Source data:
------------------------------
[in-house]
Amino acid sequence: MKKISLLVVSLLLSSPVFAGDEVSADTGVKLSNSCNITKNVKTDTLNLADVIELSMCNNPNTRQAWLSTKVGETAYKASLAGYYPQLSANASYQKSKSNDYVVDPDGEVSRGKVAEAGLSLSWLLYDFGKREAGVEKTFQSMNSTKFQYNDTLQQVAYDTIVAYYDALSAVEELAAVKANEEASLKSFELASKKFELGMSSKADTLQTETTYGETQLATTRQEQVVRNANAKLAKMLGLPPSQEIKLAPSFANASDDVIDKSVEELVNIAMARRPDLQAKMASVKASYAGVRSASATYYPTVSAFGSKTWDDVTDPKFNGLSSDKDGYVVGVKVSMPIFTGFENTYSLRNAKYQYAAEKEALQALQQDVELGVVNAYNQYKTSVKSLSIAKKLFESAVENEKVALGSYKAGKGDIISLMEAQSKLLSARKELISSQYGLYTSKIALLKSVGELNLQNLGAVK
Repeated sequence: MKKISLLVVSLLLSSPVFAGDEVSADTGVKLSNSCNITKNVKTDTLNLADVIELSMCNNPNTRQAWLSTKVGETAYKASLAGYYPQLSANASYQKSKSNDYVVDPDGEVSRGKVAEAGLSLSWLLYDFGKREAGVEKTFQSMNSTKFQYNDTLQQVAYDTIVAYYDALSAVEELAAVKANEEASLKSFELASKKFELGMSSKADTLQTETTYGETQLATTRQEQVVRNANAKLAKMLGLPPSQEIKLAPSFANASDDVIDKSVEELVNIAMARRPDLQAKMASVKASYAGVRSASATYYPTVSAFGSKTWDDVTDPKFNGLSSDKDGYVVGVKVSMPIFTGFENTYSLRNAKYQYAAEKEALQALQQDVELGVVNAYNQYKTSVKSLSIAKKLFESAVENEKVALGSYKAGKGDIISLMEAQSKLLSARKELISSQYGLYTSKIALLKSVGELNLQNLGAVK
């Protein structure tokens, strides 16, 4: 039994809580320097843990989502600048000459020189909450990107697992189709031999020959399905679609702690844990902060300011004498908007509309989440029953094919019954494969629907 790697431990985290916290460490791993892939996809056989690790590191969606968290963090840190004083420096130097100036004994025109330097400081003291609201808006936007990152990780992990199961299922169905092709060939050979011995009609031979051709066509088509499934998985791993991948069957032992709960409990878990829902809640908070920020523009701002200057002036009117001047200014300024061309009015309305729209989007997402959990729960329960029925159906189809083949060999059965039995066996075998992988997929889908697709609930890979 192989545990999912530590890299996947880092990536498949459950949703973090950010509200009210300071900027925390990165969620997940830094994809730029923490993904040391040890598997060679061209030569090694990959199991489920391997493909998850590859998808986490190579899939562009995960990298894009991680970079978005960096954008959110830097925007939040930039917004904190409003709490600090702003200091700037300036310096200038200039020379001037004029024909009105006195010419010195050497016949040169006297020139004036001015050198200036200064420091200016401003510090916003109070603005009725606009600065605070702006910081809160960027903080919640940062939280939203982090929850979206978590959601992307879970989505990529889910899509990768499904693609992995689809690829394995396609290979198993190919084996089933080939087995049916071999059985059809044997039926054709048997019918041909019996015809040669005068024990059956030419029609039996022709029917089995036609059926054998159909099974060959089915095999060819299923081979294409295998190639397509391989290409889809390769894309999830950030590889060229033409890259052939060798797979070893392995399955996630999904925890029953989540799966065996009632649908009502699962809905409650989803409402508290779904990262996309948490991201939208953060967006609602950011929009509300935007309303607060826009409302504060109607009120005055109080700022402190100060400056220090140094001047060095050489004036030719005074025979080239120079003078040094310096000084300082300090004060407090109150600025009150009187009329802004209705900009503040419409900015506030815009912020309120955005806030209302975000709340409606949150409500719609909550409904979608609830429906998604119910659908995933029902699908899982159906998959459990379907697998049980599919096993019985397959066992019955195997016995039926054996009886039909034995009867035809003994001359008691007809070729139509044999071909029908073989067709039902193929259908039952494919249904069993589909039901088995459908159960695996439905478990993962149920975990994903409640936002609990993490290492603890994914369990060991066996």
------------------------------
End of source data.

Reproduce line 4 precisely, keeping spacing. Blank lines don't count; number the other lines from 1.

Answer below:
């Protein structure tokens, strides 16, 4: 039994809580320097843990989502600048000459020189909450990107697992189709031999020959399905679609702690844990902060300011004498908007509309989440029953094919019954494969629907 790697431990985290916290460490791993892939996809056989690790590191969606968290963090840190004083420096130097100036004994025109330097400081003291609201808006936007990152990780992990199961299922169905092709060939050979011995009609031979051709066509088509499934998985791993991948069957032992709960409990878990829902809640908070920020523009701002200057002036009117001047200014300024061309009015309305729209989007997402959990729960329960029925159906189809083949060999059965039995066996075998992988997929889908697709609930890979 192989545990999912530590890299996947880092990536498949459950949703973090950010509200009210300071900027925390990165969620997940830094994809730029923490993904040391040890598997060679061209030569090694990959199991489920391997493909998850590859998808986490190579899939562009995960990298894009991680970079978005960096954008959110830097925007939040930039917004904190409003709490600090702003200091700037300036310096200038200039020379001037004029024909009105006195010419010195050497016949040169006297020139004036001015050198200036200064420091200016401003510090916003109070603005009725606009600065605070702006910081809160960027903080919640940062939280939203982090929850979206978590959601992307879970989505990529889910899509990768499904693609992995689809690829394995396609290979198993190919084996089933080939087995049916071999059985059809044997039926054709048997019918041909019996015809040669005068024990059956030419029609039996022709029917089995036609059926054998159909099974060959089915095999060819299923081979294409295998190639397509391989290409889809390769894309999830950030590889060229033409890259052939060798797979070893392995399955996630999904925890029953989540799966065996009632649908009502699962809905409650989803409402508290779904990262996309948490991201939208953060967006609602950011929009509300935007309303607060826009409302504060109607009120005055109080700022402190100060400056220090140094001047060095050489004036030719005074025979080239120079003078040094310096000084300082300090004060407090109150600025009150009187009329802004209705900009503040419409900015506030815009912020309120955005806030209302975000709340409606949150409500719609909550409904979608609830429906998604119910659908995933029902699908899982159906998959459990379907697998049980599919096993019985397959066992019955195997016995039926054996009886039909034995009867035809003994001359008691007809070729139509044999071909029908073989067709039902193929259908039952494919249904069993589909039901088995459908159960695996439905478990993962149920975990994903409640936002609990993490290492603890994914369990060991066996």